It's baseball season! For student athletes and sports fans, schedules are starting to fill up. There are practices to work through, games to play, games to watch, stats to analyze, and snacks to consume. For many, this is the best time of year - so many opportunities to enjoy warm, sunny weather with friends and family. We couldn't agree more, and because we know you've already got the activities down, this post shares some great stories that will help you keep that excitement going even when you're off the field.
Infinite Baseball by Alva Noe
In this deeply entertaining book, philosopher and baseball fan Alva Noe explores the many unexpected ways in which baseball is truly a philosophical kind of game. For example, he ponders how observers of baseball are less interested in what happens, than in who is responsible for what happens; every action receives praise or blame. To put it another way, in baseball-as in the law-we decide what happened based on who is responsible for what happened. Noe also explains the curious activity of keeping score: a score card is not merely a record of the game, like a video recording; it is an account of the game. Baseball requires that true fans try to tell the story of the game, in real time, as it unfolds, and thus actively participate in its creation. Some argue that baseball is fundamentally a game about numbers. Noe's wide-ranging, thoughtful observations show that, to the contrary, baseball is not only a window on language, culture, and the nature of human action, but is intertwined with deep and fundamental human truths.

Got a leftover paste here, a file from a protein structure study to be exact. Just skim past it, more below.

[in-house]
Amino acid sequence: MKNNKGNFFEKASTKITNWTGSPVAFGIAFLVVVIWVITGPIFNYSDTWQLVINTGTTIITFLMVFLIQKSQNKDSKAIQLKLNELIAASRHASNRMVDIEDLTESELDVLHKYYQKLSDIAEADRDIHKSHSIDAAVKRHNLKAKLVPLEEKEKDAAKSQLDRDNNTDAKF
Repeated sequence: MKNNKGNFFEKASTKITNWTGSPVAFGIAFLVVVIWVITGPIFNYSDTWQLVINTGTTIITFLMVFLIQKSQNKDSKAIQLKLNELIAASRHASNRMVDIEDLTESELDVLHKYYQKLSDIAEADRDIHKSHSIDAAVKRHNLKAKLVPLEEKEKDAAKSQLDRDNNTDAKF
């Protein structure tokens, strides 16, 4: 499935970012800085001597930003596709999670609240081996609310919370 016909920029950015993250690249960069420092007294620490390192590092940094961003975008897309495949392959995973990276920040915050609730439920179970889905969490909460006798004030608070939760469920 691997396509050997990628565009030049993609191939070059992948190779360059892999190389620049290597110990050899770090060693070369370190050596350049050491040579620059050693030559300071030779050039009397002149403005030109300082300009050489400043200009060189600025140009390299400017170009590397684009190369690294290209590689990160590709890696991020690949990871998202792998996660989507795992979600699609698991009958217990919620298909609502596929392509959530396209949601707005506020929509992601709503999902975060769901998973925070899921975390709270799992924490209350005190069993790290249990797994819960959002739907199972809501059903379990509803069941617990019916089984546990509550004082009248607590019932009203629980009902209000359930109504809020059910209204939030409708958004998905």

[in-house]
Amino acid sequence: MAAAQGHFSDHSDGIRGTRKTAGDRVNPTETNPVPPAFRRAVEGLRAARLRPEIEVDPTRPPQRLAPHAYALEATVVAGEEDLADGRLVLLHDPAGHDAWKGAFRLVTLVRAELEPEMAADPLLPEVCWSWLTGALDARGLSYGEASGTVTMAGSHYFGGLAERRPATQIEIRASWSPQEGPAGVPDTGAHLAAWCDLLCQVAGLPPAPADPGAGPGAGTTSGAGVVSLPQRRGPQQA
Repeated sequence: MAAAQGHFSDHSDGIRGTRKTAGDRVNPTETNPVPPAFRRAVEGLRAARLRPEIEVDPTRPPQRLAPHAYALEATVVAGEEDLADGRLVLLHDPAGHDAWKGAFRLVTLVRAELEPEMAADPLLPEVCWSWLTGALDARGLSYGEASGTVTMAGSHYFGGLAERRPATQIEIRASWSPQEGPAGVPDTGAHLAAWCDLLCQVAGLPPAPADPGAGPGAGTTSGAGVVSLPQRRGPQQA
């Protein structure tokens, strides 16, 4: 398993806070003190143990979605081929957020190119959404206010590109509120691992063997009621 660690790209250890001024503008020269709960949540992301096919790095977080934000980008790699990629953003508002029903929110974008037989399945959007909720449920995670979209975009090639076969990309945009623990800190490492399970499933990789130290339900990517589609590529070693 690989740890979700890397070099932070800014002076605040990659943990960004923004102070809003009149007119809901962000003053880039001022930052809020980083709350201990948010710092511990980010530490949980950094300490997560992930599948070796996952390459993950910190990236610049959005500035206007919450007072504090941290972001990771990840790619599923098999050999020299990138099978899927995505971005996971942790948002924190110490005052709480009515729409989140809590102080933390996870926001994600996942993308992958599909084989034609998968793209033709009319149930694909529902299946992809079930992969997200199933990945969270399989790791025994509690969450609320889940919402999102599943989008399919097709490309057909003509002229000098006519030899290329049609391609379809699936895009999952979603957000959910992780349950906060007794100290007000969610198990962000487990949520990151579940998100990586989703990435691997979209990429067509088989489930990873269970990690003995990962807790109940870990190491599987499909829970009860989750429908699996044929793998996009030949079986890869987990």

Dynastic, Bombastic, Fantastic by Jason Turbow
The Oakland A's of the early 1970s were the most transformative team in baseball history. Never before had an entire organization so collectively traumatized baseball's establishment with its outlandish behavior and business decisions - or with its indisputable winning record: five straight division titles and three straight championships. The high drama that played out on the field was exceeded only by the drama in the clubhouse and front office. Under the visionary leadership of Charles O. Finley, the team assembled such luminary figures as Reggie Jackson, Catfish Hunter, Rollie Fingers, and Vida Blue. Finley acted as his own general manager, and, with an insatiable need for control, dictated everything from the playlist of the ballpark organist to the menu for the media lounge. The advent of free agency spelled the end of Finley's reign; within two years, his dynasty was lost.
Players in Pigtails by Shana Corey
Katie Casey was baseball mad. Had the fever and had it bad. A story that celebrates a brave girl's love of the game as she works to become a player in the first-ever All-American Girls Professional Baseball League.